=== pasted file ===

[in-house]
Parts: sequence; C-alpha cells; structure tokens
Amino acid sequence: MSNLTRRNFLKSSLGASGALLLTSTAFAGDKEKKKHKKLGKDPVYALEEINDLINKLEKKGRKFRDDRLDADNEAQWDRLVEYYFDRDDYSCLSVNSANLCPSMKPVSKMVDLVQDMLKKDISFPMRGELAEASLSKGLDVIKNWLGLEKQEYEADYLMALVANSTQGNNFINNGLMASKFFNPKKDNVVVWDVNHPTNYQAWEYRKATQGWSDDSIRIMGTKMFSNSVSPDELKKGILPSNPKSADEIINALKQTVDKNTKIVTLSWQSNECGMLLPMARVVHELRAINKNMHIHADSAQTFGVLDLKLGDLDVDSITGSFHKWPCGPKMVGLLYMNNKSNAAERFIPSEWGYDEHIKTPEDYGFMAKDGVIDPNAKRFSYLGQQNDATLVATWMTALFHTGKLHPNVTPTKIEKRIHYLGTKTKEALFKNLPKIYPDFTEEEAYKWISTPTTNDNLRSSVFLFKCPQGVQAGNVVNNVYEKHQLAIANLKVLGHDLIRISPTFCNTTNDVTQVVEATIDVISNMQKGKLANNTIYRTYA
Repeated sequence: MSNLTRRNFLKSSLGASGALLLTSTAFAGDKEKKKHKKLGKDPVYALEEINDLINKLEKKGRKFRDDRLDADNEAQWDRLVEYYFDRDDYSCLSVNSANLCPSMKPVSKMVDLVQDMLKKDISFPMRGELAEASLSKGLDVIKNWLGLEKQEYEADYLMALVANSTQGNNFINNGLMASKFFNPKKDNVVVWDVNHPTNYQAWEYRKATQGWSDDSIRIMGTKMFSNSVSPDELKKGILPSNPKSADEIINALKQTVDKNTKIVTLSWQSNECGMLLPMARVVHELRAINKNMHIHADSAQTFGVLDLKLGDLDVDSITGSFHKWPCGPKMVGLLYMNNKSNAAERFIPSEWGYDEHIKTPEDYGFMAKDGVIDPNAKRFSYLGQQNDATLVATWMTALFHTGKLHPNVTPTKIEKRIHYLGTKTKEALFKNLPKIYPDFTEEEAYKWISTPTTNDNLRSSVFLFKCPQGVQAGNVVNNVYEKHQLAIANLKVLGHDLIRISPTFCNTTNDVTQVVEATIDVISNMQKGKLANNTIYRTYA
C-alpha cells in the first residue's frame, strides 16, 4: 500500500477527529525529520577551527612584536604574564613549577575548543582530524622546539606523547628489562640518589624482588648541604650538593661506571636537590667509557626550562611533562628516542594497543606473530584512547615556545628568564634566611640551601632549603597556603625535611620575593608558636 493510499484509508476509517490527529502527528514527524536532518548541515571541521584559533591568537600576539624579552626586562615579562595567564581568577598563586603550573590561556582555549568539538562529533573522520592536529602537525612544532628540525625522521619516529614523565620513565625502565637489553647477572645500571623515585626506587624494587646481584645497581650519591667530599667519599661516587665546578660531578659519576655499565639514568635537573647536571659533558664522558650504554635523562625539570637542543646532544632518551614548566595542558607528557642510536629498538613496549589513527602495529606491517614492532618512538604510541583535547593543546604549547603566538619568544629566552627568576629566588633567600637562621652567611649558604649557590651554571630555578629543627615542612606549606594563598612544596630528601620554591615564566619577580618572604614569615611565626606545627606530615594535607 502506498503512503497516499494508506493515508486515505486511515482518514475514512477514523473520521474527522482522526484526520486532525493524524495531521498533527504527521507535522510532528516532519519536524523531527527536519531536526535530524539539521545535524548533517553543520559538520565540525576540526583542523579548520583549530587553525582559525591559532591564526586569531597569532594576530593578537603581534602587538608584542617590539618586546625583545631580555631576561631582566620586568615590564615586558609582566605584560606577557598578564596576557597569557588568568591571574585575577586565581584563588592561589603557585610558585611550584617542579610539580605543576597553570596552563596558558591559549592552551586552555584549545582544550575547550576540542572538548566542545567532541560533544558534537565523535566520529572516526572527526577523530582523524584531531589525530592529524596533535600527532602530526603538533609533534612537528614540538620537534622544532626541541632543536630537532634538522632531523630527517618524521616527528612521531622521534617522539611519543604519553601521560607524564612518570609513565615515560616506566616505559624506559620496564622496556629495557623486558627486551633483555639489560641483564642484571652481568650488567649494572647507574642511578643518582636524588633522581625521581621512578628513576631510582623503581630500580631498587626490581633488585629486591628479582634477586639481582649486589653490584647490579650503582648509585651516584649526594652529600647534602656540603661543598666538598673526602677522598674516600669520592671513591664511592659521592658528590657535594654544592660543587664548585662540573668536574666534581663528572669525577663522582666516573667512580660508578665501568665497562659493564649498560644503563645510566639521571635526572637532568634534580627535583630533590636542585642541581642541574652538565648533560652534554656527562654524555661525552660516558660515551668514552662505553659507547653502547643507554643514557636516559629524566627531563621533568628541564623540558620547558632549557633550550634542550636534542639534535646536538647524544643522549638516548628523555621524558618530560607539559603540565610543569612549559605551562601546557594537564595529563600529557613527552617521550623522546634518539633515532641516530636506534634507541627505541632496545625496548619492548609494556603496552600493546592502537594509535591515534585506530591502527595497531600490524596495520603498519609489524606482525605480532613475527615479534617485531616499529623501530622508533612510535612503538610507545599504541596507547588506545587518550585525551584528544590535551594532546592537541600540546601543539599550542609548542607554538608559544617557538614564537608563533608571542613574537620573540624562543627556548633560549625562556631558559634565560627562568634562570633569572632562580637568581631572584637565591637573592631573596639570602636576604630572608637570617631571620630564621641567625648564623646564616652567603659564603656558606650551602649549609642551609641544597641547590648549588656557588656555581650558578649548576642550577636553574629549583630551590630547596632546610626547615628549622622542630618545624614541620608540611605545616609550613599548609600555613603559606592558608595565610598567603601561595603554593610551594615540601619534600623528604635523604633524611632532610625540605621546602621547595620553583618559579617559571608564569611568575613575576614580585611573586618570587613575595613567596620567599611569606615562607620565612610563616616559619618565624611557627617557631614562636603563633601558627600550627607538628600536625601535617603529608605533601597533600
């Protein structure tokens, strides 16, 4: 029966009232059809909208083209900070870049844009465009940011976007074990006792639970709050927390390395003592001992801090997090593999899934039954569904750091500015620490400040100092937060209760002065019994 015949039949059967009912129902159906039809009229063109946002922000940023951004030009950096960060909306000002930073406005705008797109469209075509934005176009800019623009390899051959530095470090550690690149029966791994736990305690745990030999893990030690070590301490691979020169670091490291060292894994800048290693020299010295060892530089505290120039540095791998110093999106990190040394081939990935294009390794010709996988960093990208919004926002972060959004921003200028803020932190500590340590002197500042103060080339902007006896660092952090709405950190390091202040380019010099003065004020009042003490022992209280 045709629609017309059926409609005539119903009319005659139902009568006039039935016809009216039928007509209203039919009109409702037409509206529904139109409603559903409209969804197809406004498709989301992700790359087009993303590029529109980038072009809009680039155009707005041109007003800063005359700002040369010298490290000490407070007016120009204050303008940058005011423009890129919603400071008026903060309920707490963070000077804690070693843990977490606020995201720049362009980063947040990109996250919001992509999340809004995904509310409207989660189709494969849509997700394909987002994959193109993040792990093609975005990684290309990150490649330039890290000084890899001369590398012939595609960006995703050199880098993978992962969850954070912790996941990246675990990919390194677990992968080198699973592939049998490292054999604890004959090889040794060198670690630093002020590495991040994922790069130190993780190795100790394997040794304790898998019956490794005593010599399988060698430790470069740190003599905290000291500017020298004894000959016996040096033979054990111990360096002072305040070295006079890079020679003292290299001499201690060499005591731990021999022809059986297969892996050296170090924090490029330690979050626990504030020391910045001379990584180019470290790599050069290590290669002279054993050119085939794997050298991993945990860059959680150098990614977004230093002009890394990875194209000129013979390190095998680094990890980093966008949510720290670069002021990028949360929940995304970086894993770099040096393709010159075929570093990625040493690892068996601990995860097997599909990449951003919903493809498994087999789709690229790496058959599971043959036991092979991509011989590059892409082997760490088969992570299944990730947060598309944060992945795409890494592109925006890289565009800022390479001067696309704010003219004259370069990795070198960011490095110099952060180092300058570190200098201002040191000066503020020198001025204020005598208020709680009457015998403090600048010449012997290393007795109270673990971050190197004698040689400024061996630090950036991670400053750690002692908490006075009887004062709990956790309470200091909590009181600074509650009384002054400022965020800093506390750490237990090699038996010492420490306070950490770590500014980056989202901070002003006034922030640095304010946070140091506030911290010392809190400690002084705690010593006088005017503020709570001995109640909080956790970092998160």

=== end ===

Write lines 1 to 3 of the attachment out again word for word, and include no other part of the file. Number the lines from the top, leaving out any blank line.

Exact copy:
[in-house]
Parts: sequence; C-alpha cells; structure tokens
Amino acid sequence: MSNLTRRNFLKSSLGASGALLLTSTAFAGDKEKKKHKKLGKDPVYALEEINDLINKLEKKGRKFRDDRLDADNEAQWDRLVEYYFDRDDYSCLSVNSANLCPSMKPVSKMVDLVQDMLKKDISFPMRGELAEASLSKGLDVIKNWLGLEKQEYEADYLMALVANSTQGNNFINNGLMASKFFNPKKDNVVVWDVNHPTNYQAWEYRKATQGWSDDSIRIMGTKMFSNSVSPDELKKGILPSNPKSADEIINALKQTVDKNTKIVTLSWQSNECGMLLPMARVVHELRAINKNMHIHADSAQTFGVLDLKLGDLDVDSITGSFHKWPCGPKMVGLLYMNNKSNAAERFIPSEWGYDEHIKTPEDYGFMAKDGVIDPNAKRFSYLGQQNDATLVATWMTALFHTGKLHPNVTPTKIEKRIHYLGTKTKEALFKNLPKIYPDFTEEEAYKWISTPTTNDNLRSSVFLFKCPQGVQAGNVVNNVYEKHQLAIANLKVLGHDLIRISPTFCNTTNDVTQVVEATIDVISNMQKGKLANNTIYRTYA